Despite impacts from COVID-19, Tyson Foods said its outlook remains positive, with its core business and financial strength expected to position it well for the long term. The company reported net income of $364 million for the second quarter of 2020, down from $426 million in the second quarter of 2019. Adjusted earnings per share were $2.43, down 13% from the prior year. Net income for the first six months was $921 million, down from $977 million in 2019.
“While we cannot anticipate how long the challenges presented by COVID-19 will persist, we remain focused on driving long-term growth,” Tyson chief executive officer Noel White said. “Our solid balance sheet, ample liquidity, scale and diversity continue to give us confidence in our long-term outlook.”
White said the health and well-being of team members remains the company's top priority, even as it works to ensure a secure food supply amid operational challenges, including absenteeism, reduced production speeds and selected idling of plants.
“The COVID-19 pandemic in the United States has had a significant impact on our channel mix, with increased retail and plummeting foodservice demand. From a supply chain perspective, where possible, our facilities have adapted to new product mixes, which has enabled us to ship millions of pounds per week between channels and has set us apart from many of our competitors.”
The company does expect current conditions to continue during its third quarter, with a gradual recovery expected to begin in the fourth quarter, but White said this all depends on the extent to which businesses and schools are able to reopen.
Despite the uncertainty, White said global population and income growth will continue to drive an increased need for protein. The company’s size, diversity of portfolio and broad geographic presence will give Tyson an advantage, he said. Further, he noted that changes due to the pandemic will undoubtedly remain after the crisis, including continued higher levels of e-commerce for both grocery and foodservice channels.
Retail up more than 20%
Tyson president Dean Banks reported that the company’s retail business posted gains of more than 20% during the last 13 weeks, outpacing total food and beverage as well as the top 10 food manufacturers. While panic buying has subsided from extreme levels, he said the company continues to see 15-40% volume increases versus last year, depending on the category.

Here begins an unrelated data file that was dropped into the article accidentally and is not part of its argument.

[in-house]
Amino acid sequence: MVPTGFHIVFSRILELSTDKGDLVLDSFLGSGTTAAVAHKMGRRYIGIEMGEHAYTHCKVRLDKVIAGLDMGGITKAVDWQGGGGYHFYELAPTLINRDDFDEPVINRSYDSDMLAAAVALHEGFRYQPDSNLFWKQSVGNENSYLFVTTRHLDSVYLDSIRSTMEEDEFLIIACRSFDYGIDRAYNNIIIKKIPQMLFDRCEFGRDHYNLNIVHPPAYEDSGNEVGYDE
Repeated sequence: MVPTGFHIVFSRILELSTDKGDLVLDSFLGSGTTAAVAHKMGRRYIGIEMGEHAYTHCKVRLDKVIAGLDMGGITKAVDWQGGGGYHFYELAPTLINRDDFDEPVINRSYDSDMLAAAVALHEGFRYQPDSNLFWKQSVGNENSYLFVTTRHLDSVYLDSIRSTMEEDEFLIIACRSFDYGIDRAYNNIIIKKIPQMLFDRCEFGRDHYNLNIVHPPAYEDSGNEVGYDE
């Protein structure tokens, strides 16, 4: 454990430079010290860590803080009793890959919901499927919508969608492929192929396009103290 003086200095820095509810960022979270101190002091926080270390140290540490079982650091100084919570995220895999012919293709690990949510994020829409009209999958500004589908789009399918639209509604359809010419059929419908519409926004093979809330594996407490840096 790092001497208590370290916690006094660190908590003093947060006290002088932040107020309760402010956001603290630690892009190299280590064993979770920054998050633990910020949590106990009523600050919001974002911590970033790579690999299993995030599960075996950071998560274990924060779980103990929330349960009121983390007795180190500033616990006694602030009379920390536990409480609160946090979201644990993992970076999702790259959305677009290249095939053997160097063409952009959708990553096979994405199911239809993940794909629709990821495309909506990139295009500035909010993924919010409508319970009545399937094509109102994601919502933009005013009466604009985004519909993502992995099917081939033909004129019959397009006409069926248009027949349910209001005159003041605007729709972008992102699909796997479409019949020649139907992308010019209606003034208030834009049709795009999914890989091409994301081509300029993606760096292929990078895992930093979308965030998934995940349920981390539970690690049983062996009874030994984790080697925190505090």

“Historically, approximately 45% of our total company sales were retail, 40% foodservice and 15% international. During the early third quarter, we saw our retail sales move to approximately two-thirds of our total company sales,” Banks said.
Also, while Tyson has been successful in shifting some of its production from foodservice to retail, not all of its facilities are able to do so, Banks said. The volume increases in retail were not sufficient to offset the losses in foodservice. As a result, the company expects negative year-over-year volumes in the second half of fiscal 2020.
Regarding ecommerce, Tyson experienced a more than 140% month-to-month growth rate in product lines sold to a major e-commerce customer.
“We expect this trend to continue. Going forward, we expect sustained retail sales growth and a slow recovery in our foodservice channel,” White said.
Exports perform well
From a global perspective, exports to many parts of the world performed well throughout the period, the company reported.
Tyson saw double-digit increases in its market share in Japan and Mexico, while China’s economy appears to be reopening.
Banks relayed that the company’s China operations were affected by COVID-19 more than any other region during the second quarter but said the China team still produced record sales and operating income as production was shifted to meet rising retail demand.
While China is recovering, Banks said other geographies are being negatively affected by the pandemic.
“We expect to see a slow recovery across each of our geographies as demand patterns normalize. The profitability will be impacted negatively in the short term,” he said.
Lower levels of supply caused by African swine fever will also continue to present opportunities, White noted.
The global fundamentals of 6-12 months ago haven’t changed, with global protein demand still continuing to grow at about a 2% rate, according to White. Production volume, on the other hand, is not increasing at the same level.
“The United States historically has been a low-cost supplier of protein, beef, pork and chicken to the global market. So, we don’t see that changing, and the demand that we’ve seen over the course of the last 30-60 days I think ... just reinforces that," he said.